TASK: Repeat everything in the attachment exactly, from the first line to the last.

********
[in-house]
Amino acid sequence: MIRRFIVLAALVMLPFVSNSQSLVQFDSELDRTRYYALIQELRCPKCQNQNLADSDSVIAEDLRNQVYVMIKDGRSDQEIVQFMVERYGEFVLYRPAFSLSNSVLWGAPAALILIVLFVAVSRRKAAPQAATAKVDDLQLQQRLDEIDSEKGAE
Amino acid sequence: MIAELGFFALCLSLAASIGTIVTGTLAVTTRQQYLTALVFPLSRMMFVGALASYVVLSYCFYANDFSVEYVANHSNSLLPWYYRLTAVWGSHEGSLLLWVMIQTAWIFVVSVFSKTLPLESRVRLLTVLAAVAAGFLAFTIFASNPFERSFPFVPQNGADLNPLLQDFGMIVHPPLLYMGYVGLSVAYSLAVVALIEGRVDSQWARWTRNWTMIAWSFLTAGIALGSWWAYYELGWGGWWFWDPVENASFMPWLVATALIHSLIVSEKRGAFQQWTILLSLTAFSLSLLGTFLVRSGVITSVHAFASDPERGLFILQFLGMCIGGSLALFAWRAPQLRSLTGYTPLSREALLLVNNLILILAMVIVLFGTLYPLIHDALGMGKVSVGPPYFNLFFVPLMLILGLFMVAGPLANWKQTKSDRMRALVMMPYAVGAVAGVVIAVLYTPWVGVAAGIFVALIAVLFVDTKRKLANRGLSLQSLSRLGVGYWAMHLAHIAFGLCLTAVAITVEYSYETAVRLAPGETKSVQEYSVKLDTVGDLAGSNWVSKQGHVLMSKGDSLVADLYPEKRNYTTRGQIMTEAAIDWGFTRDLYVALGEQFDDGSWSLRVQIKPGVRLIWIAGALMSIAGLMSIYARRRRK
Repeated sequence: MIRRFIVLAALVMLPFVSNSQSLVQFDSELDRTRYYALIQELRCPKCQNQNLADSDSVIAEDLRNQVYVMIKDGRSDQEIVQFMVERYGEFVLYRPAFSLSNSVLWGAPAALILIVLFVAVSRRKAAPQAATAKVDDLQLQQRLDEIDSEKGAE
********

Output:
[in-house]
Amino acid sequence: MIRRFIVLAALVMLPFVSNSQSLVQFDSELDRTRYYALIQELRCPKCQNQNLADSDSVIAEDLRNQVYVMIKDGRSDQEIVQFMVERYGEFVLYRPAFSLSNSVLWGAPAALILIVLFVAVSRRKAAPQAATAKVDDLQLQQRLDEIDSEKGAE
Amino acid sequence: MIAELGFFALCLSLAASIGTIVTGTLAVTTRQQYLTALVFPLSRMMFVGALASYVVLSYCFYANDFSVEYVANHSNSLLPWYYRLTAVWGSHEGSLLLWVMIQTAWIFVVSVFSKTLPLESRVRLLTVLAAVAAGFLAFTIFASNPFERSFPFVPQNGADLNPLLQDFGMIVHPPLLYMGYVGLSVAYSLAVVALIEGRVDSQWARWTRNWTMIAWSFLTAGIALGSWWAYYELGWGGWWFWDPVENASFMPWLVATALIHSLIVSEKRGAFQQWTILLSLTAFSLSLLGTFLVRSGVITSVHAFASDPERGLFILQFLGMCIGGSLALFAWRAPQLRSLTGYTPLSREALLLVNNLILILAMVIVLFGTLYPLIHDALGMGKVSVGPPYFNLFFVPLMLILGLFMVAGPLANWKQTKSDRMRALVMMPYAVGAVAGVVIAVLYTPWVGVAAGIFVALIAVLFVDTKRKLANRGLSLQSLSRLGVGYWAMHLAHIAFGLCLTAVAITVEYSYETAVRLAPGETKSVQEYSVKLDTVGDLAGSNWVSKQGHVLMSKGDSLVADLYPEKRNYTTRGQIMTEAAIDWGFTRDLYVALGEQFDDGSWSLRVQIKPGVRLIWIAGALMSIAGLMSIYARRRRK
Repeated sequence: MIRRFIVLAALVMLPFVSNSQSLVQFDSELDRTRYYALIQELRCPKCQNQNLADSDSVIAEDLRNQVYVMIKDGRSDQEIVQFMVERYGEFVLYRPAFSLSNSVLWGAPAALILIVLFVAVSRRKAAPQAATAKVDDLQLQQRLDEIDSEKGAE